Roasted Poppies

It was thought that the poppy is a kind of an intermediary between a living man and the sky, and by consuming it the living man has an opportunity to connect with the spirits (hmmm...). So all kinds of poppies - fresh, roasted, ground & soaked - were consumed back then, and still are today. I will not dig deeper trying to find some further historical information on the usage of poppies as an intermediary between man and sky, but will mention the current situation; possibly heavy consumption was the main reason why growing poppies is controlled in Lithuania today.

A mainstay of Lithuanian Christmas Eve (kūčios) is the Christmas Eve cookie, or “little poppy breads,"  kūčiukai. For the process of making kūčiukai you will need: 500gr flour, 200ml water, 15gr fresh yeast, around 50gr of poppies, 50gr sugar, 2-3 spoons of oil and a pinch of salt. The process is quite straightforward; mash yeast with the sugar, warm the water and pour the yeast/sugar mixture along with ½ of the flour into a bowl. Mix well and set aside to rise. Once the dough has nearly doubled in size mix in the leftover flour and add the rest of the ingredients. Let rest until the dough has doubled a second time. Finally form a long "sausage", cut into small squares, and bake for about 6 minutes at 180°C until the pieces become golden brown.

(Editors note: for more on kūčiukai, please see A Baltic Christmas Day 22 - Lithuanian Christmas Eve Biscuits | Kūčiukai)

Liquid Poppies

Poppy milk is thought to be the legacy of spirits. And as if that weren’t enough, Lithuanians tend to consume this precious liquid legacy along with the Christmas Eve cookies (kūčiukai, see above). Double the power, double the fun they say.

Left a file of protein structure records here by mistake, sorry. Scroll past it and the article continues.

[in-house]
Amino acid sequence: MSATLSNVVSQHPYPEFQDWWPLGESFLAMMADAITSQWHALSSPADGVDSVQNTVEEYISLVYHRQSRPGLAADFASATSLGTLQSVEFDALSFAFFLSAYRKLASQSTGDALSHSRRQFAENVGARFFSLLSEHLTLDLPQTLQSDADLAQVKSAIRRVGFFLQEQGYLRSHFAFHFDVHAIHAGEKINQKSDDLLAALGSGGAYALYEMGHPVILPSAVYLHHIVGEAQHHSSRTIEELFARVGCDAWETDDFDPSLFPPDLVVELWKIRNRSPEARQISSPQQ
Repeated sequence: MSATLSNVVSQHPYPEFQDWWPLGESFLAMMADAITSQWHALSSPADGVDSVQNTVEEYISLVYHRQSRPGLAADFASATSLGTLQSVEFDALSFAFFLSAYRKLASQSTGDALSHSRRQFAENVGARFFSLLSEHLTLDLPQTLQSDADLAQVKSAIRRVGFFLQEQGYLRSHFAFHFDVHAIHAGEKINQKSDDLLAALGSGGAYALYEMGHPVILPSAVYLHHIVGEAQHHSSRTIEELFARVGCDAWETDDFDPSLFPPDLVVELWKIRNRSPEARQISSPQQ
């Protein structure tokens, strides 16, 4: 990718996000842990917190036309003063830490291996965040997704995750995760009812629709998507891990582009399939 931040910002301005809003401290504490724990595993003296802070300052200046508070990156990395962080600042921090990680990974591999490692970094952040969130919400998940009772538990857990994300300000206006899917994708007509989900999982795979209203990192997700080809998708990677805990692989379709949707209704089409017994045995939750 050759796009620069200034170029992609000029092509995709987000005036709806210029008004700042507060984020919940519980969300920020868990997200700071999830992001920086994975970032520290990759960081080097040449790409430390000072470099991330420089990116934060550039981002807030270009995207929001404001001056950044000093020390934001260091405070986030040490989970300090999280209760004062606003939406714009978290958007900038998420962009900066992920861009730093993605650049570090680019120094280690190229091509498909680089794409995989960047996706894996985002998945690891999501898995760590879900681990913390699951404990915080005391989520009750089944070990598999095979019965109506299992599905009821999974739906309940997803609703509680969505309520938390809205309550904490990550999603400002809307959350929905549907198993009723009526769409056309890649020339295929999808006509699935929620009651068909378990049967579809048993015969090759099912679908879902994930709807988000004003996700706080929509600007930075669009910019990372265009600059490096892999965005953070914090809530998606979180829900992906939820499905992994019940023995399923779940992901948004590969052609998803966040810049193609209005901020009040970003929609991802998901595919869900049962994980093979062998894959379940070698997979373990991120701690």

To make some poppy milk soak a cup of poppies in boiling water and let them sit overnight. The next day drain the seeds, add around 2 liters of cold water, and blend until smooth, adding a spoonful of honey or another sweetener of your choice. Strain out the remaining poppies and enjoy together with the Christmas Eve cookies, or alone.

You might feel slightly uncomfortable about the consumption of cannabis seeds and/or poppies, and might question the historical aspect of consumption. I agree that this is a grey area that no one talks (too loudly) about, but one thing is for sure; all four ingredients might have some effect. Lithuanian Christmas folklore talks of hearing animals speak on Christmas Eve… well, I’ll let you draw your own conclusion.


Thank you Viktorija! Latvians also have hemp and poppy seed foodstuffs, including but not limited to hempseed butter and poppy seed buns (magoņmaizītes), but I don’t know that there is the same link with the holidays… It’s always interesting to consider the roots of such traditions!

Viktorija is a Lithuanian with a global mindset (has worked in Lithuania, Switzerland, Denmark, New Zealand and Latvia). She is a copywriter and PR specialist, a foodie and traveler; connect with her hereTo read more about Viktorija’s story, please visit Life in Riga for Moving to Latvia: Viktorija’s story.

We’re happy you joined us in what is the final week of the series, and hope you’ll return tomorrow on Day 20 for more on Latvian mittens!

No comments:

Post a Comment

Related Posts Plugin for WordPress, Blogger...